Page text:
Double Binds and Double Blinds: Evaluation Tactics in Critically Oriented HCI

  • Vera Khovanskaya Information Science Cornell University
  • Eric P. S. Baumer Communication and Information Science Cornell University
  • Phoebe Sengers Information Science and Science & Technology Studies Cornell University
Keywords: Critical technical practice, critically oriented HCI, evaluation,


Critically oriented researchers within Human-Computer Interaction (HCI) have fruitfully intersected design and critical analysis to engage users and designers in reflection on underlying values, assumptions and dominant practices in technology. To successfully integrate this work within the HCI community, critically oriented researchers have tactically engaged with dominant practices within HCI in the design and evaluation of their work. This paper draws attention to the ways that tactical engagement with aspects of HCI evaluation methodology shapes and bears consequences for critically oriented research. We reflect on three of our own experiences evaluating critically oriented designs and trace challenges that we faced to the ways that sensibilities about generalizable knowledge are manifested in HCI evaluation methodology. Drawing from our own experiences, as well as other influential critically oriented design projects in HCI, we articulate some of the trade-offs involved in consciously adopting or not adopting certain normative aspects of HCI evaluation. We argue that some forms of this engagement can hamstring researchers from pursuing their intended research goals and have consequences beyond specific research projects to affect the normative discourse in the field as a whole.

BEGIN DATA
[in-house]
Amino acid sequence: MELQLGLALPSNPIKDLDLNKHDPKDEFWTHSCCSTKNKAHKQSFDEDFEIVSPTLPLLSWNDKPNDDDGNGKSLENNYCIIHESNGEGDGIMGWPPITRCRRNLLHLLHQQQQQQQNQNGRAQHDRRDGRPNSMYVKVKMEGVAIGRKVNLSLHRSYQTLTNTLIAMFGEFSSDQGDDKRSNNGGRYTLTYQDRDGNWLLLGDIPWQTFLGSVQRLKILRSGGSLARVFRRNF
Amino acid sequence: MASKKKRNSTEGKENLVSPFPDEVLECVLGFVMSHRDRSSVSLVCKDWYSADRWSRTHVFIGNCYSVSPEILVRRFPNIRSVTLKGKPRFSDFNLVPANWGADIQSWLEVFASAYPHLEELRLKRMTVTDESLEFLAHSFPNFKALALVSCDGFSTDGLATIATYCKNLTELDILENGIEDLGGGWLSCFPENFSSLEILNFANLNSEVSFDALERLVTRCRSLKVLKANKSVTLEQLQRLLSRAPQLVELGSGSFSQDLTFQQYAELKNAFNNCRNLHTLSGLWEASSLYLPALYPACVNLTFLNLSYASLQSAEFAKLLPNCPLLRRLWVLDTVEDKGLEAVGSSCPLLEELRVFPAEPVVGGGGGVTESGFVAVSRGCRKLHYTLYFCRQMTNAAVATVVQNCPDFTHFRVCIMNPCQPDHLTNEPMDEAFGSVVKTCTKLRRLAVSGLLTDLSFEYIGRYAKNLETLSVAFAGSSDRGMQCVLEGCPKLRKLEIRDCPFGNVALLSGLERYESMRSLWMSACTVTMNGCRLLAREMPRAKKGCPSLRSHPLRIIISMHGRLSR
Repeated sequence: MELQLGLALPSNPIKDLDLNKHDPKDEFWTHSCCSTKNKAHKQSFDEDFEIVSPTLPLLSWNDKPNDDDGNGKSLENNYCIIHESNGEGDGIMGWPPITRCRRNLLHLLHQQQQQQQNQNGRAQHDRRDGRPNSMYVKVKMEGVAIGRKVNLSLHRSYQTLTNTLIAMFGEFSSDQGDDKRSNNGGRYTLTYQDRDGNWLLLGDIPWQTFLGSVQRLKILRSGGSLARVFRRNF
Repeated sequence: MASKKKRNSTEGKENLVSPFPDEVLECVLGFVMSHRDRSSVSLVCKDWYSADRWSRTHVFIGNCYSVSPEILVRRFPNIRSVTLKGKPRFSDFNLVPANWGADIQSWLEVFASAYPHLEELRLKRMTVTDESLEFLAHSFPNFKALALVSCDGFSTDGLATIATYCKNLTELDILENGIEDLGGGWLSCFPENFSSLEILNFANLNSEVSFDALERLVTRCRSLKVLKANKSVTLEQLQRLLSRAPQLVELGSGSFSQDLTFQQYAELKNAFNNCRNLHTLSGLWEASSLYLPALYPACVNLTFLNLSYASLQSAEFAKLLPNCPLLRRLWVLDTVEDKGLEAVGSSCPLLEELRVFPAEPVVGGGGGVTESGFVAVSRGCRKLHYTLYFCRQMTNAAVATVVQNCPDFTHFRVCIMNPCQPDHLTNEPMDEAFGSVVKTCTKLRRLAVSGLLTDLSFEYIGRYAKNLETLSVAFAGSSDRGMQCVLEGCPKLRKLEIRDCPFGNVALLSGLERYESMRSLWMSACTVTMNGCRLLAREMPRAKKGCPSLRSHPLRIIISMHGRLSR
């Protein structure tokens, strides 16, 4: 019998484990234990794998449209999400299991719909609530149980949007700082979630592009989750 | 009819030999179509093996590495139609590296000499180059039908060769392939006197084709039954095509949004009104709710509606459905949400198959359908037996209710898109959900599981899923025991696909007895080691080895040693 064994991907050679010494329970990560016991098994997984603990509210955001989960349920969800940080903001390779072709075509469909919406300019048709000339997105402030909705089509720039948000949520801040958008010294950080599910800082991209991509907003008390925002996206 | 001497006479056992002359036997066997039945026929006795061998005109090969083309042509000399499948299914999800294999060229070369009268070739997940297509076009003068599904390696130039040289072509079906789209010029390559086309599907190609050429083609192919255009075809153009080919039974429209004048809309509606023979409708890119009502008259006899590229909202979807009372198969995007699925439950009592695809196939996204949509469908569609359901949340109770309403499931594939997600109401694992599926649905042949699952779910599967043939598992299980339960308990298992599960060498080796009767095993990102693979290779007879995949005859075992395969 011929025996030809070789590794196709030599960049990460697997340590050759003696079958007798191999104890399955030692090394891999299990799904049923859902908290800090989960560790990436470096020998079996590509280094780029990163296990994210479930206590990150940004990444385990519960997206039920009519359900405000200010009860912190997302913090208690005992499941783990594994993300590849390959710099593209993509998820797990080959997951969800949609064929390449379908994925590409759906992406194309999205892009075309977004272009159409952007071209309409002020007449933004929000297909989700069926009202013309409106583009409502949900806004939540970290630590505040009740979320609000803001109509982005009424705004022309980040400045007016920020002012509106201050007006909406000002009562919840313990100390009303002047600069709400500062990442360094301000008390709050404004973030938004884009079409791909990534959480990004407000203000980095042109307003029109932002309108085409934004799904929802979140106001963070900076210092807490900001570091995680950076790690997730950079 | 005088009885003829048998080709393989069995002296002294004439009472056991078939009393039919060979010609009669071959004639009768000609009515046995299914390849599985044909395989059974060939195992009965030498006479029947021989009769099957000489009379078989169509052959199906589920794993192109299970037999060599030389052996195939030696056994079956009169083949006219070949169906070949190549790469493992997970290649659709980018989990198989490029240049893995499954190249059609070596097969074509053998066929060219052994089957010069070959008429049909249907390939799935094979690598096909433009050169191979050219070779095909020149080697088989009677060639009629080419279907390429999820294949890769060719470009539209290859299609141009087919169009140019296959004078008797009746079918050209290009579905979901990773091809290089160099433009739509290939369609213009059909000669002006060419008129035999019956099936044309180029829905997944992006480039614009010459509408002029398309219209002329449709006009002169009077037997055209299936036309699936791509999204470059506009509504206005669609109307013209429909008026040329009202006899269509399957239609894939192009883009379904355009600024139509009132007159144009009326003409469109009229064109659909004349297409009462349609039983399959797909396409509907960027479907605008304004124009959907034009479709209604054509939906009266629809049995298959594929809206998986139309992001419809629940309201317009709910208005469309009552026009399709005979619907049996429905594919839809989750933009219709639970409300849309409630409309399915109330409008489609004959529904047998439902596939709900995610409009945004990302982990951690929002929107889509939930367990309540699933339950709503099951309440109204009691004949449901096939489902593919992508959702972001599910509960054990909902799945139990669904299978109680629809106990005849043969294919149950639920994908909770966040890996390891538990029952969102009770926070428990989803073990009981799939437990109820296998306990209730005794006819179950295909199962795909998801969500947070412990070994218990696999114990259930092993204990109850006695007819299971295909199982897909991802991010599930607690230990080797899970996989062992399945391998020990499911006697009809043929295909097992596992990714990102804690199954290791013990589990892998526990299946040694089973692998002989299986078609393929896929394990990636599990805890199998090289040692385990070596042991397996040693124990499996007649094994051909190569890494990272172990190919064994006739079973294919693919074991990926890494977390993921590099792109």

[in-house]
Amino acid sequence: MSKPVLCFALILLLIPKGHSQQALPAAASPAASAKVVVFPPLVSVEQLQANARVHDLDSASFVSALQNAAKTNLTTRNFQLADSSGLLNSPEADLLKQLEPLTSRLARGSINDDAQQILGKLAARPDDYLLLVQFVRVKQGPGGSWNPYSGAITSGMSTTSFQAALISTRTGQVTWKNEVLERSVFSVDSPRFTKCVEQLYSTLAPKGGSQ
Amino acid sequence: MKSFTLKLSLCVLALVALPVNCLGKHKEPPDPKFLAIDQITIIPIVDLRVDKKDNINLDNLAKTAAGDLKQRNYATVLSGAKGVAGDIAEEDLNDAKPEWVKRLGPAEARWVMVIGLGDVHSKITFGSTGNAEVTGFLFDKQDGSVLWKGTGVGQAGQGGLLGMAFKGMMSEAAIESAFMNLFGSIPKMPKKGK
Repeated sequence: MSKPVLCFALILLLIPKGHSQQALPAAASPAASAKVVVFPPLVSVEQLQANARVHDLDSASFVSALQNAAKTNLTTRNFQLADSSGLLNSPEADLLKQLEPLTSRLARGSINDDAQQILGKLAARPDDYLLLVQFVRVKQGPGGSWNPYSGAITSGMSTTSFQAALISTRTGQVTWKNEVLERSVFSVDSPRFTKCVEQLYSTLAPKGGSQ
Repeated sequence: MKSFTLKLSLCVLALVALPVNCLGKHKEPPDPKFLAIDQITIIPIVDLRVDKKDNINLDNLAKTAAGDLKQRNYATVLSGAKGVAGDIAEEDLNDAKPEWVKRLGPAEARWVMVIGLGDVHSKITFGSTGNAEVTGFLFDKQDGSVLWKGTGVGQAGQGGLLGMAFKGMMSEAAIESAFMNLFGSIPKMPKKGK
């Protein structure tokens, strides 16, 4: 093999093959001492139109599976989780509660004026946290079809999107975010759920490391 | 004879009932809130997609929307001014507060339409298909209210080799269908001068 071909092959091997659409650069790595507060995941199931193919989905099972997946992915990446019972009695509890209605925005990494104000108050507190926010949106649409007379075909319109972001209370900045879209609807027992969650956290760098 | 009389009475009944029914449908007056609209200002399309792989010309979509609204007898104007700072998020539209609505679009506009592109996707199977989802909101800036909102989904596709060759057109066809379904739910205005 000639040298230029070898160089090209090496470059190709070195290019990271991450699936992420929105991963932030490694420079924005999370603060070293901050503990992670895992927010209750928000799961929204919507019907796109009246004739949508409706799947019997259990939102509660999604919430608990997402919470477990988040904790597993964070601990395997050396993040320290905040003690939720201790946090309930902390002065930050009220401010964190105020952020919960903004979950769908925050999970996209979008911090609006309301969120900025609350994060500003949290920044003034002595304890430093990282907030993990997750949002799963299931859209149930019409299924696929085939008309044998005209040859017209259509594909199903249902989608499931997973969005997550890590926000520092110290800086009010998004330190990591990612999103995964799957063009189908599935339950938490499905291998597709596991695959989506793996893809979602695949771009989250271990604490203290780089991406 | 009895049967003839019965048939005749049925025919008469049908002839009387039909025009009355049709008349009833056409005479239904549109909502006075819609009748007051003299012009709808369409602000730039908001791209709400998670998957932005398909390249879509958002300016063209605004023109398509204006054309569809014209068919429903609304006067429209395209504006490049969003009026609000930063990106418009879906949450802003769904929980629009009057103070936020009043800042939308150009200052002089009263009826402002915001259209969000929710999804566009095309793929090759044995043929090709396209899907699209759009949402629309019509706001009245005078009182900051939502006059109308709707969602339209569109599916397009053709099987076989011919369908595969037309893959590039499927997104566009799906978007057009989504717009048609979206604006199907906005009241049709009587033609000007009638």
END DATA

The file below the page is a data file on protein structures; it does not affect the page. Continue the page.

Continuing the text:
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How to Cite
Khovanskaya, V., Baumer, E., & Sengers, P. (2015). Double Binds and Double Blinds: Evaluation Tactics in Critically Oriented HCI. Aarhus Series on Human Centered Computing, 1(1), 12.
Deconstructing Norms